Southwest Community Center - July 16, 2010

Southwest Community Center eventProject Watershed was excited to be able to organize a hands-on outdoor educational event for over 100 kids (ranging in ages from 9 to 16 - along with a group of older learning challenged kids) from the city of Syracuse's Southwest Community Center. Participants in the July 16th and 17th event were fully engaged in hands-on learning activities - with day one at the Center and day two in Onondaga Lake Park - where they learned about watersheds and our roles in ensuring water health.

Making the day possible were a number of organizations who brought their talents to the day in the park. Mickey's Bait and Tackle Shop - a family business who does so much in for the community in support of events such as this - supplied, at no charge, the bait and tackle used for the event - and even came out to help out the Central New York Chapter of the Izaak Walton League who taught the kids how to cast and fish. A lot of fish were caught and fun had! The State University of New York - Environmental Science and Forestry and the NYS Parks, Recreation and Historical Development teamed up to talk about the history of Onondaga Lake, what is being done to clean it up, and - a real hit with the kids - checked out fauna trapped in nets set in the lake overnight.

The Onondaga Environmental Institute brought in a group of teens from the Onondaga Earth Corps who did a fantastic job of running games and events that taught the lessons of watersheds while, at the same time, getting the kids running around and having fun. Project Watershed staff and volunteers (teachers Valerie Brennan and Tim Shults, from Edward Smith Elementary School) were busy helping the kids collect macroinvertebrates in Sawmill Creek to access the health of that stream that flows through the park and into lake. The lake can only be as healthy as the streams that feed it, and Sawmill Creek is in good shape - this according to the biological and chemical tests run that day.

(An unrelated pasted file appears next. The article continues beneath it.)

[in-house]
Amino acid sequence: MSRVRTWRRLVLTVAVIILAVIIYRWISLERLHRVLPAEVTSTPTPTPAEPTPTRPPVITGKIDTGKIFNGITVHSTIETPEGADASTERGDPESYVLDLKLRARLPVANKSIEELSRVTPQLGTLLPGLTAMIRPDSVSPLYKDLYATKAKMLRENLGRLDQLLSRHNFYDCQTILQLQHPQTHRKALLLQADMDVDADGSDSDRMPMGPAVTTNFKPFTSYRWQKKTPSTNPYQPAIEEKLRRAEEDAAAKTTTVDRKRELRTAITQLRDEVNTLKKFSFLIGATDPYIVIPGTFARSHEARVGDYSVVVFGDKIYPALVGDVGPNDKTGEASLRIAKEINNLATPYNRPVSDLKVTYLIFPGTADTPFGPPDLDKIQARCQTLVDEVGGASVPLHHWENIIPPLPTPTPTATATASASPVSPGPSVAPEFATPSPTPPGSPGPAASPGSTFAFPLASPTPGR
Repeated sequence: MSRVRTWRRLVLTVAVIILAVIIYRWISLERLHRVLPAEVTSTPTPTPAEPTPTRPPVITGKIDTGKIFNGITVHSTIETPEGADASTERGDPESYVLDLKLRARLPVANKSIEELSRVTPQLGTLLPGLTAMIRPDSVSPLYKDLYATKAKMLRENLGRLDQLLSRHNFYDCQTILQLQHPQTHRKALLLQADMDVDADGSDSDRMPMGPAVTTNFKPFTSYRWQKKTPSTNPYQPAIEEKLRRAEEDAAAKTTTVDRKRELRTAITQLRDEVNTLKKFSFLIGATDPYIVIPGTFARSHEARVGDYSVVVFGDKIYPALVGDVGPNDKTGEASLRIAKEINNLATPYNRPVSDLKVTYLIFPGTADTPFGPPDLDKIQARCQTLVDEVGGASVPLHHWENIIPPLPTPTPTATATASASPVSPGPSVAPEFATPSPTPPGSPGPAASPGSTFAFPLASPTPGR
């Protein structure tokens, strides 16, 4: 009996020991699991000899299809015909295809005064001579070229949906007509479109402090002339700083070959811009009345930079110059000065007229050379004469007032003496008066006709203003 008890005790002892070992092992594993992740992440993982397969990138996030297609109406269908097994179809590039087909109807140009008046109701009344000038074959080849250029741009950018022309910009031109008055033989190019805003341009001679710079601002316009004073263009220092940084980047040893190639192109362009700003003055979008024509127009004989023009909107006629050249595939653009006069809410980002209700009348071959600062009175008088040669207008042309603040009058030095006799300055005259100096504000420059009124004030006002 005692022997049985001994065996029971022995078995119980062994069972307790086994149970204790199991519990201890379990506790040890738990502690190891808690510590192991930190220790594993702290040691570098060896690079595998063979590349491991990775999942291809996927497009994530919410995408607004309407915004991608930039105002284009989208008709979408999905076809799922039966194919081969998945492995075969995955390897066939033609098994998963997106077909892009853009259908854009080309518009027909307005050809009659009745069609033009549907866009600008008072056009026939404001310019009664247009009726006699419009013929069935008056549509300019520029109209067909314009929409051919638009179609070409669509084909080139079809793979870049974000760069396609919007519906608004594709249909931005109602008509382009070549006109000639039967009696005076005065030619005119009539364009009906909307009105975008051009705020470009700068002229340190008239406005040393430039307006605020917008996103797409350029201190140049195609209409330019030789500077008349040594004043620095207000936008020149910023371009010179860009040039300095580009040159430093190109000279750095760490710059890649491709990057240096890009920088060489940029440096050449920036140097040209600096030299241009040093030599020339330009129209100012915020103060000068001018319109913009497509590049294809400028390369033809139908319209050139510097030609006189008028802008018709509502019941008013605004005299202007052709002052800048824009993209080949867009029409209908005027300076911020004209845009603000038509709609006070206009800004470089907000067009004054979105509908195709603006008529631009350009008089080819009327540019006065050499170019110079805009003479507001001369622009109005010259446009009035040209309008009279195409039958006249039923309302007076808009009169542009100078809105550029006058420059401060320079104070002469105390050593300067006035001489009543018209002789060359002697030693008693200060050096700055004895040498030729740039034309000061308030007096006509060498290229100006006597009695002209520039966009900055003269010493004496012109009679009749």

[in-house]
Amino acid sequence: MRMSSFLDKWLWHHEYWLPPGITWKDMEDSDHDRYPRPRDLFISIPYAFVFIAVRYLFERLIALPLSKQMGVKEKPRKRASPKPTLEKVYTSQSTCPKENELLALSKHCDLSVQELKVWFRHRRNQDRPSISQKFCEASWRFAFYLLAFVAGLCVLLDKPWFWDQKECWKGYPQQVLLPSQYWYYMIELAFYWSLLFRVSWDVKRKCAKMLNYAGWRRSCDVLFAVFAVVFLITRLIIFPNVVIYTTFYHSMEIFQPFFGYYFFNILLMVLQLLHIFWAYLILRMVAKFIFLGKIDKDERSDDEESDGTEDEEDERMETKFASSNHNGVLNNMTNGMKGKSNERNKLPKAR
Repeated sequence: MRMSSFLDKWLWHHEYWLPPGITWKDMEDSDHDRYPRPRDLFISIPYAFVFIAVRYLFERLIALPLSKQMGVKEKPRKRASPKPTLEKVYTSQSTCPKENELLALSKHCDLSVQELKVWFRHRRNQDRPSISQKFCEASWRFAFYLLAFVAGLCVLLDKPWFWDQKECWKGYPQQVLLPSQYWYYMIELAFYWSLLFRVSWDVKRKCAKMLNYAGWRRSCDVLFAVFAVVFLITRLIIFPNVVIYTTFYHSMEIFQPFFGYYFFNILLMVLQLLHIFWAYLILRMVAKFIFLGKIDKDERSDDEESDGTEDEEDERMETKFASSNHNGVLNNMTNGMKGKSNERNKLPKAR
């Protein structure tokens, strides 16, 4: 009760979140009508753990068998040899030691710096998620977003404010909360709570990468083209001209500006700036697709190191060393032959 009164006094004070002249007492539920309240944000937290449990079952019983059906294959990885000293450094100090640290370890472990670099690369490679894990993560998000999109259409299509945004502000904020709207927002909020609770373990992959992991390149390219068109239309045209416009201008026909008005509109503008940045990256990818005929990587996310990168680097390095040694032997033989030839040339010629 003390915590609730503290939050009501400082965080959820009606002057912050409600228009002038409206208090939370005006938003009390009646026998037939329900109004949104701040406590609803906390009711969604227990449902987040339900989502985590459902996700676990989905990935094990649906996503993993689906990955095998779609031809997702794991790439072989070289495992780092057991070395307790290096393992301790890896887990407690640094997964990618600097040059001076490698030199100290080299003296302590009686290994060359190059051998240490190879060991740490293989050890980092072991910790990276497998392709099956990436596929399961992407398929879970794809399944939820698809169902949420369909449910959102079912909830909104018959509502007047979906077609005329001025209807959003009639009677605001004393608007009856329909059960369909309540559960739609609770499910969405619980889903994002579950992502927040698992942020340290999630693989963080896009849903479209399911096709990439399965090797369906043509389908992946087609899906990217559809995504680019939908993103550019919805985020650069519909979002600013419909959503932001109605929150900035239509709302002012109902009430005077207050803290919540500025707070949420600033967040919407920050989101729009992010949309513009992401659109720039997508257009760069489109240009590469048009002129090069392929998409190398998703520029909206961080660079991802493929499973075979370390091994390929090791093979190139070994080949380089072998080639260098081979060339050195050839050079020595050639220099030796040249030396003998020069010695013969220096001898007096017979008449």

The success of the program has lead to a desire to make this an annual event. Judging from the testimonials from most of the inner-city kids who participated in the day - many of whom have never before been outside the confines of the city - this is a program to keep!

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